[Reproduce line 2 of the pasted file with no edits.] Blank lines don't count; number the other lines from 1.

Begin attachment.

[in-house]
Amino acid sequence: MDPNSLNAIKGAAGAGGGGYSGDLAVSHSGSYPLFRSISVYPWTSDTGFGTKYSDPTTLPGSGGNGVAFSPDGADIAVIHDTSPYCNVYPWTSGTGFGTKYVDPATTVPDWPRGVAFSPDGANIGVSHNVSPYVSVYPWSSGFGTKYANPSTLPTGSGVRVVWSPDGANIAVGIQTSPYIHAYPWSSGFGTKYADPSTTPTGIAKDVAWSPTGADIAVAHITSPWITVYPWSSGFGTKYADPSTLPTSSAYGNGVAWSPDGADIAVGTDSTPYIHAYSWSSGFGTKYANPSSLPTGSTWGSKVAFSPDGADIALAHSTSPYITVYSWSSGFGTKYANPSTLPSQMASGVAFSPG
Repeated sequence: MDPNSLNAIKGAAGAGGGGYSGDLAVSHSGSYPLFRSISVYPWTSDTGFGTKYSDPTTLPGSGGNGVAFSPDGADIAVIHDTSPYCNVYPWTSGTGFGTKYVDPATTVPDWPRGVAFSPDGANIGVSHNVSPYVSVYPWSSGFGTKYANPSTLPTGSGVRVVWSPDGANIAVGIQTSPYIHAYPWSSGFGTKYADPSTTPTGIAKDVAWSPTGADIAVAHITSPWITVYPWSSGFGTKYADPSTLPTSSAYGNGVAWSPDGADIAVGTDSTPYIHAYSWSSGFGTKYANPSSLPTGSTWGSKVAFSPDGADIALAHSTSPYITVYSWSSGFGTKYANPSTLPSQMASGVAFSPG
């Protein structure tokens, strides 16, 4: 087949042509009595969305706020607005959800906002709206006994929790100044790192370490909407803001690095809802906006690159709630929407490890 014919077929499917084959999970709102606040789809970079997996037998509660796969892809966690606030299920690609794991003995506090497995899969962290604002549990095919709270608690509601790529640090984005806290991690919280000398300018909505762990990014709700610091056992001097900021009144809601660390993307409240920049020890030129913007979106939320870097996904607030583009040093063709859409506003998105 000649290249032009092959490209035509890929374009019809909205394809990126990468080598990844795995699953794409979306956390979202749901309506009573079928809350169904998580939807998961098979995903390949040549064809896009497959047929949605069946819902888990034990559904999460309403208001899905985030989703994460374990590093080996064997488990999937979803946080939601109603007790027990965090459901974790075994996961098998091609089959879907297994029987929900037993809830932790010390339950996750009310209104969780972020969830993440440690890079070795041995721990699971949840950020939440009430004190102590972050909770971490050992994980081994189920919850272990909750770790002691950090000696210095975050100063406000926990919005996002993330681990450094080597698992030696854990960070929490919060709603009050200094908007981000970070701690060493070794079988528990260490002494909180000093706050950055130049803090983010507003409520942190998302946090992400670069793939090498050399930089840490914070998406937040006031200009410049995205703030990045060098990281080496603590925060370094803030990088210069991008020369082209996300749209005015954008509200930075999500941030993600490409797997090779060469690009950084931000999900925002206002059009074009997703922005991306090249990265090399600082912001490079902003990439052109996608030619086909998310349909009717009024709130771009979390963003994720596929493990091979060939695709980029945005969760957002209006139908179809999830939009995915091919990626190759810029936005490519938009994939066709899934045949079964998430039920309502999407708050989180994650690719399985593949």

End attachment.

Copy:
Amino acid sequence: MDPNSLNAIKGAAGAGGGGYSGDLAVSHSGSYPLFRSISVYPWTSDTGFGTKYSDPTTLPGSGGNGVAFSPDGADIAVIHDTSPYCNVYPWTSGTGFGTKYVDPATTVPDWPRGVAFSPDGANIGVSHNVSPYVSVYPWSSGFGTKYANPSTLPTGSGVRVVWSPDGANIAVGIQTSPYIHAYPWSSGFGTKYADPSTTPTGIAKDVAWSPTGADIAVAHITSPWITVYPWSSGFGTKYADPSTLPTSSAYGNGVAWSPDGADIAVGTDSTPYIHAYSWSSGFGTKYANPSSLPTGSTWGSKVAFSPDGADIALAHSTSPYITVYSWSSGFGTKYANPSTLPSQMASGVAFSPG